-- Florida awoke Sunday to a dispiriting sense of deja vu: Trees hacked apart before dawn by Hurricane Jeanne lay next to debris heaps deposited by Hurricane Frances three weeks ago. Homes left barely inhabitable by Frances clung in shreds to their foundations, broken and kicked into condemnable states by Jeanne.

The storms -- dubbed "the Sisters" by Gov. Jeb Bush, "the evil twins" by radio talk-show hosts -- astounded meteorologists by landing in almost the same spot near this town on Florida's "Treasure Coast," a region of magnificent lagoons and myriad inlets ringed by modest retirement homes and old-money mansions. Most of Sunday, Jeanne followed up on its spectacular 120-mph assault on the coast with another standby of Florida's unprecedented four-hurricane storm season: the wet, windy trudge across the state.

The trail behind Jeanne as it weakened to a tropical storm on its way north of Tampa to the Panhandle was dark and dismal: five people dead, more than 50,000 in shelters, 1.5 million homes and businesses without power, ruined orange groves thrashed by three hurricanes and a constellation of blue tarps covering holes in countless roofs. The wreckage was even worse in the Caribbean, where Jeanne killed more than 1,500.

"I'm 80 years old and I don't know that I could do this too much more," said Norval Mathie, a retired dentist from Ohio, as he stood in the squalor that was once a lovely apartment on Hutchinson Island, off Stuart. "I've never seen anything like this in my life."

Mathie, isolated from help on the mainland by damaged bridges, was living off a couple of pots of boiled water and some canned food. Others were worse off. Already, necessities were dwindling in the shattered towns across Florida and stranded people were calling out for food, for water, for help. The Federal Emergency Management Agency, still engaged in relief work for hurricanes Charley, Frances and Ivan, launched what Director Michael D. Brown called the largest disaster recovery effort in its history.

Convoys of trucks bearing water and ice surged north from staging grounds south of Miami. They had been placed there after the hard lessons of Frances, when relief supplies stored north of the storm's biggest impact were held up for days by flooded roads.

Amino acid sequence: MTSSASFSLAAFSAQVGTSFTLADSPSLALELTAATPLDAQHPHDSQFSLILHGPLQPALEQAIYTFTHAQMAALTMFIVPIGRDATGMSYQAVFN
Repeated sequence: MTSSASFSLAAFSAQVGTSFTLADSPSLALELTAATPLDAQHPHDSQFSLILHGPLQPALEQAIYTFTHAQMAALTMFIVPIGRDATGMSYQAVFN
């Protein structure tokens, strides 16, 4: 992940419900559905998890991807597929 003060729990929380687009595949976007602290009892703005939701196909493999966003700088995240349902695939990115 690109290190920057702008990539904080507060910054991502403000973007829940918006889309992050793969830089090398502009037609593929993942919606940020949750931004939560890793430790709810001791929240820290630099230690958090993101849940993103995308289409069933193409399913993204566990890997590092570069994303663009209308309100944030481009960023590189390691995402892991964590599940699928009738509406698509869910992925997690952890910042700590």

Almost as vexing as the complications of finding food and shelter for storm-weary residents are the millions of tons of debris from the hurricanes that have yet to be removed.

"The volumes are so large, I'm not sure how we're going to handle that," the governor said.

Lenny Yocum, 23, knows what Bush is talking about. The marketing consultant from Pennsylvania listened to Jeanne howl from the hallway of his family's oceanfront condominium on Hutchinson Island while playing "Texas Hold'em" with his 85-year-old grandmother. The storm came one day too soon for the Yocums, whose beachside pad was also knocked around by Frances.

"We had it all cleaned up and, bam! -- we get hit by another," he said. "We had heaved everything into a big pile and we were waiting for the [insurance] adjuster to show up tomorrow."

Yet, even as Yocum, the governor and others contemplated the logistical nightmare of putting back together neighborhoods rattled beyond belief by four hurricanes, many felt relieved. Bush said he went to church Sunday morning "and thanked God that so few people have lost their lives" since Jeanne's eye pushed ashore late Saturday. The U.S. death toll from the previous hurricanes was 107.

The governor's call to the heavens came as people in Stuart's tattered downtown historic district were calling out to his brother in Washington for something more temporal.